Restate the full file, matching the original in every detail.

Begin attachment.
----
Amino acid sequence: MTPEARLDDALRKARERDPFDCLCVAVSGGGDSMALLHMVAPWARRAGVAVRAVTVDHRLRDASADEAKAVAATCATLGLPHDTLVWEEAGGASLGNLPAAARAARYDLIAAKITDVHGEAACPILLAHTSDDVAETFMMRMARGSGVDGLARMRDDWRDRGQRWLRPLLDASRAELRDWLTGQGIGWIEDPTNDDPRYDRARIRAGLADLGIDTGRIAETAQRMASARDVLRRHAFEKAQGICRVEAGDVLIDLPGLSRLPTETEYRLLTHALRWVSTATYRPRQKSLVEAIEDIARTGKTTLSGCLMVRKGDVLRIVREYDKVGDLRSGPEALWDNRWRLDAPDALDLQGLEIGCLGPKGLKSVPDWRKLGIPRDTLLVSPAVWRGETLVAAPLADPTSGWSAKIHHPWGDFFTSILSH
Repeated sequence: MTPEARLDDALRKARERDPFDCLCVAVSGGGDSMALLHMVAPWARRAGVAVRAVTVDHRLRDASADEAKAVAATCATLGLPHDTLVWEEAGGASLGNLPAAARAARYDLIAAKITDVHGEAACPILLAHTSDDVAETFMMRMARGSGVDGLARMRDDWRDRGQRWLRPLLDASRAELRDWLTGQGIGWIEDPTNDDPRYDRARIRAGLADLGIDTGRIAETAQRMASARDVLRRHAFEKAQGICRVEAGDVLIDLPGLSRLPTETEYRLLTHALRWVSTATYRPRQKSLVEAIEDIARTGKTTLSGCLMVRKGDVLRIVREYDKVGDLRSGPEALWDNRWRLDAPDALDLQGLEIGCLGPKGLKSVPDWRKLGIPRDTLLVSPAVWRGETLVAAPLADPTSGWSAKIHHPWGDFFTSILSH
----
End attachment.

Amino acid sequence: MTPEARLDDALRKARERDPFDCLCVAVSGGGDSMALLHMVAPWARRAGVAVRAVTVDHRLRDASADEAKAVAATCATLGLPHDTLVWEEAGGASLGNLPAAARAARYDLIAAKITDVHGEAACPILLAHTSDDVAETFMMRMARGSGVDGLARMRDDWRDRGQRWLRPLLDASRAELRDWLTGQGIGWIEDPTNDDPRYDRARIRAGLADLGIDTGRIAETAQRMASARDVLRRHAFEKAQGICRVEAGDVLIDLPGLSRLPTETEYRLLTHALRWVSTATYRPRQKSLVEAIEDIARTGKTTLSGCLMVRKGDVLRIVREYDKVGDLRSGPEALWDNRWRLDAPDALDLQGLEIGCLGPKGLKSVPDWRKLGIPRDTLLVSPAVWRGETLVAAPLADPTSGWSAKIHHPWGDFFTSILSH
Repeated sequence: MTPEARLDDALRKARERDPFDCLCVAVSGGGDSMALLHMVAPWARRAGVAVRAVTVDHRLRDASADEAKAVAATCATLGLPHDTLVWEEAGGASLGNLPAAARAARYDLIAAKITDVHGEAACPILLAHTSDDVAETFMMRMARGSGVDGLARMRDDWRDRGQRWLRPLLDASRAELRDWLTGQGIGWIEDPTNDDPRYDRARIRAGLADLGIDTGRIAETAQRMASARDVLRRHAFEKAQGICRVEAGDVLIDLPGLSRLPTETEYRLLTHALRWVSTATYRPRQKSLVEAIEDIARTGKTTLSGCLMVRKGDVLRIVREYDKVGDLRSGPEALWDNRWRLDAPDALDLQGLEIGCLGPKGLKSVPDWRKLGIPRDTLLVSPAVWRGETLVAAPLADPTSGWSAKIHHPWGDFFTSILSH